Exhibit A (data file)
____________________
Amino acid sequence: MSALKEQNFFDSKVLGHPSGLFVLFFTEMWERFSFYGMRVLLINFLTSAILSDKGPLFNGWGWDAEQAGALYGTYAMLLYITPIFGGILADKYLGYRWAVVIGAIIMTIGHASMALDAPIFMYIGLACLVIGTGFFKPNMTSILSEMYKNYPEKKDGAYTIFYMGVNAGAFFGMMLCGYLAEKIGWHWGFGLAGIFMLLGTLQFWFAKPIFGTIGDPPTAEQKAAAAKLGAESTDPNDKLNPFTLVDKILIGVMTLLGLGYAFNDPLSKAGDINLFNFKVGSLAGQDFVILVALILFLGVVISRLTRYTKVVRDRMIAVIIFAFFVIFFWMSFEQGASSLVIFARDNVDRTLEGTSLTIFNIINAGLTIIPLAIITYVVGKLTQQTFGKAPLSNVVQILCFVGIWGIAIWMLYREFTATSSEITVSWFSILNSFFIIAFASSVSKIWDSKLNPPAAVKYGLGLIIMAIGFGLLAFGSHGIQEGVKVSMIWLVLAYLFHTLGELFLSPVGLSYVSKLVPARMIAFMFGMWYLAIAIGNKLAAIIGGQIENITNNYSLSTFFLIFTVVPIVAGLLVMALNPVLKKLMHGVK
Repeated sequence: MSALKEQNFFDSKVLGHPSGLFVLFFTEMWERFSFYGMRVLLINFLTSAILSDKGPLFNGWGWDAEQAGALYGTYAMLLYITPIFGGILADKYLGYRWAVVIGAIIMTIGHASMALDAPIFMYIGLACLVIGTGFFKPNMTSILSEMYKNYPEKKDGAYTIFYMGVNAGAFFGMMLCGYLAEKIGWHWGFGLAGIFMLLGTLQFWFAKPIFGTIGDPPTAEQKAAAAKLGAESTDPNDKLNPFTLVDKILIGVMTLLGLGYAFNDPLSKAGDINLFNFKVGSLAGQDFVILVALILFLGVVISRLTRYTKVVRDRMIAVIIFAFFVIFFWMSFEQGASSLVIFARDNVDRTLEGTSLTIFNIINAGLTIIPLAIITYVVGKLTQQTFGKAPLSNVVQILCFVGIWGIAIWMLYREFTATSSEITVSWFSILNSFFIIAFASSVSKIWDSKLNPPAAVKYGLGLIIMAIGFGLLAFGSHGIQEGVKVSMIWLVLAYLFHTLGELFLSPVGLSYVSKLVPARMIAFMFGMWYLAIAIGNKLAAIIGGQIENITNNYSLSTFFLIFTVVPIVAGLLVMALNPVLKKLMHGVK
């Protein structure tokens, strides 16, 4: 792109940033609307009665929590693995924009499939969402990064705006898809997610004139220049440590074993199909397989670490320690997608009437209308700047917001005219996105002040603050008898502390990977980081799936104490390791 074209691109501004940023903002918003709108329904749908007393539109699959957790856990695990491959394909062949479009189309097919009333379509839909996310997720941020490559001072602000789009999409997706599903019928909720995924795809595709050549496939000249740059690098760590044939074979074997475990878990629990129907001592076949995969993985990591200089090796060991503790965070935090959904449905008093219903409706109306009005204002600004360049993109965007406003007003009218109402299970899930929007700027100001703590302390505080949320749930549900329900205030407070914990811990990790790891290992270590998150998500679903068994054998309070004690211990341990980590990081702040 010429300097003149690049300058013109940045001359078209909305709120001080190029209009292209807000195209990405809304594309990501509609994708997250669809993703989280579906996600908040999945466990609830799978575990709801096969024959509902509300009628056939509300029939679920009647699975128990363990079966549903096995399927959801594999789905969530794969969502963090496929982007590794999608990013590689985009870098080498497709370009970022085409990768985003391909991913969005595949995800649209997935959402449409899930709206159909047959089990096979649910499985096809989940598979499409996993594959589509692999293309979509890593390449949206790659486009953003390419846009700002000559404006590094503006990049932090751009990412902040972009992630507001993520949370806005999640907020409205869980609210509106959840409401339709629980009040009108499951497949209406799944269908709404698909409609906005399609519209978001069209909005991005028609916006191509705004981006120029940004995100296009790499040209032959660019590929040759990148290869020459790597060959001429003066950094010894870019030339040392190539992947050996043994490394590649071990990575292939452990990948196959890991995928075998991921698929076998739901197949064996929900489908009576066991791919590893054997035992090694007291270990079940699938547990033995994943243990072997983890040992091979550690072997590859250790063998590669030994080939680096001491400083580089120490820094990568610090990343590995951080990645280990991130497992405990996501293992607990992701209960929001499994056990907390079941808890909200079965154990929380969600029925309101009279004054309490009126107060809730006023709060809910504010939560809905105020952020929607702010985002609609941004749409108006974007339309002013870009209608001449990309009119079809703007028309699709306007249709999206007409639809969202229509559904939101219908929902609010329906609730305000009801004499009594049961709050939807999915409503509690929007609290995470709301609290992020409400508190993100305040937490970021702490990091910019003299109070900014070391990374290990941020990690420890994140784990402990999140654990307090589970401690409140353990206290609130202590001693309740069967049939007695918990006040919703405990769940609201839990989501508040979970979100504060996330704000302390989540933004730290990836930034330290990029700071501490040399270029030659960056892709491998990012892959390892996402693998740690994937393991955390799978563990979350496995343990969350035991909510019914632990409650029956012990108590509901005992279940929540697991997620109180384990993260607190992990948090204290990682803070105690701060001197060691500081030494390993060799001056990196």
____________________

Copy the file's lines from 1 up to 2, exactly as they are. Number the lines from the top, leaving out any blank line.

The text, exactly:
Amino acid sequence: MSALKEQNFFDSKVLGHPSGLFVLFFTEMWERFSFYGMRVLLINFLTSAILSDKGPLFNGWGWDAEQAGALYGTYAMLLYITPIFGGILADKYLGYRWAVVIGAIIMTIGHASMALDAPIFMYIGLACLVIGTGFFKPNMTSILSEMYKNYPEKKDGAYTIFYMGVNAGAFFGMMLCGYLAEKIGWHWGFGLAGIFMLLGTLQFWFAKPIFGTIGDPPTAEQKAAAAKLGAESTDPNDKLNPFTLVDKILIGVMTLLGLGYAFNDPLSKAGDINLFNFKVGSLAGQDFVILVALILFLGVVISRLTRYTKVVRDRMIAVIIFAFFVIFFWMSFEQGASSLVIFARDNVDRTLEGTSLTIFNIINAGLTIIPLAIITYVVGKLTQQTFGKAPLSNVVQILCFVGIWGIAIWMLYREFTATSSEITVSWFSILNSFFIIAFASSVSKIWDSKLNPPAAVKYGLGLIIMAIGFGLLAFGSHGIQEGVKVSMIWLVLAYLFHTLGELFLSPVGLSYVSKLVPARMIAFMFGMWYLAIAIGNKLAAIIGGQIENITNNYSLSTFFLIFTVVPIVAGLLVMALNPVLKKLMHGVK
Repeated sequence: MSALKEQNFFDSKVLGHPSGLFVLFFTEMWERFSFYGMRVLLINFLTSAILSDKGPLFNGWGWDAEQAGALYGTYAMLLYITPIFGGILADKYLGYRWAVVIGAIIMTIGHASMALDAPIFMYIGLACLVIGTGFFKPNMTSILSEMYKNYPEKKDGAYTIFYMGVNAGAFFGMMLCGYLAEKIGWHWGFGLAGIFMLLGTLQFWFAKPIFGTIGDPPTAEQKAAAAKLGAESTDPNDKLNPFTLVDKILIGVMTLLGLGYAFNDPLSKAGDINLFNFKVGSLAGQDFVILVALILFLGVVISRLTRYTKVVRDRMIAVIIFAFFVIFFWMSFEQGASSLVIFARDNVDRTLEGTSLTIFNIINAGLTIIPLAIITYVVGKLTQQTFGKAPLSNVVQILCFVGIWGIAIWMLYREFTATSSEITVSWFSILNSFFIIAFASSVSKIWDSKLNPPAAVKYGLGLIIMAIGFGLLAFGSHGIQEGVKVSMIWLVLAYLFHTLGELFLSPVGLSYVSKLVPARMIAFMFGMWYLAIAIGNKLAAIIGGQIENITNNYSLSTFFLIFTVVPIVAGLLVMALNPVLKKLMHGVK